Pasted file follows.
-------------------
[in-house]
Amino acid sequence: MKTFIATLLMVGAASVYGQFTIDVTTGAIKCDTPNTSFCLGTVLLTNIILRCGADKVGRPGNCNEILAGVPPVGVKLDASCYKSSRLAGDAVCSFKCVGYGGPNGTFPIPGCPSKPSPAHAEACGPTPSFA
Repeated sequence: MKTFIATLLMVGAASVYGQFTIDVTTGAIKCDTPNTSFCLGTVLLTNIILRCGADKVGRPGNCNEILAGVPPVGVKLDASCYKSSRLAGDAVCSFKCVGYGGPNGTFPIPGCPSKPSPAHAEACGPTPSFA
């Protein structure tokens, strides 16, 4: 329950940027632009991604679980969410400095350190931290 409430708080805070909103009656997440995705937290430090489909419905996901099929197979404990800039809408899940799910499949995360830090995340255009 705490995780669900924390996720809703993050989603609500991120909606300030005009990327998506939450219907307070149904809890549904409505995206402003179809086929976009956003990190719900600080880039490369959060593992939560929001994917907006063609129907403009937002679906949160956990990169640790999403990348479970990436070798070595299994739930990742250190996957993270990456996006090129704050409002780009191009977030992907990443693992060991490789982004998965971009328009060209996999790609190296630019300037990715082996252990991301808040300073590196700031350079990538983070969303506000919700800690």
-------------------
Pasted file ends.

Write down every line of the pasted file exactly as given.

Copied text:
[in-house]
Amino acid sequence: MKTFIATLLMVGAASVYGQFTIDVTTGAIKCDTPNTSFCLGTVLLTNIILRCGADKVGRPGNCNEILAGVPPVGVKLDASCYKSSRLAGDAVCSFKCVGYGGPNGTFPIPGCPSKPSPAHAEACGPTPSFA
Repeated sequence: MKTFIATLLMVGAASVYGQFTIDVTTGAIKCDTPNTSFCLGTVLLTNIILRCGADKVGRPGNCNEILAGVPPVGVKLDASCYKSSRLAGDAVCSFKCVGYGGPNGTFPIPGCPSKPSPAHAEACGPTPSFA
């Protein structure tokens, strides 16, 4: 329950940027632009991604679980969410400095350190931290 409430708080805070909103009656997440995705937290430090489909419905996901099929197979404990800039809408899940799910499949995360830090995340255009 705490995780669900924390996720809703993050989603609500991120909606300030005009990327998506939450219907307070149904809890549904409505995206402003179809086929976009956003990190719900600080880039490369959060593992939560929001994917907006063609129907403009937002679906949160956990990169640790999403990348479970990436070798070595299994739930990742250190996957993270990456996006090129704050409002780009191009977030992907990443693992060991490789982004998965971009328009060209996999790609190296630019300037990715082996252990991301808040300073590196700031350079990538983070969303506000919700800690």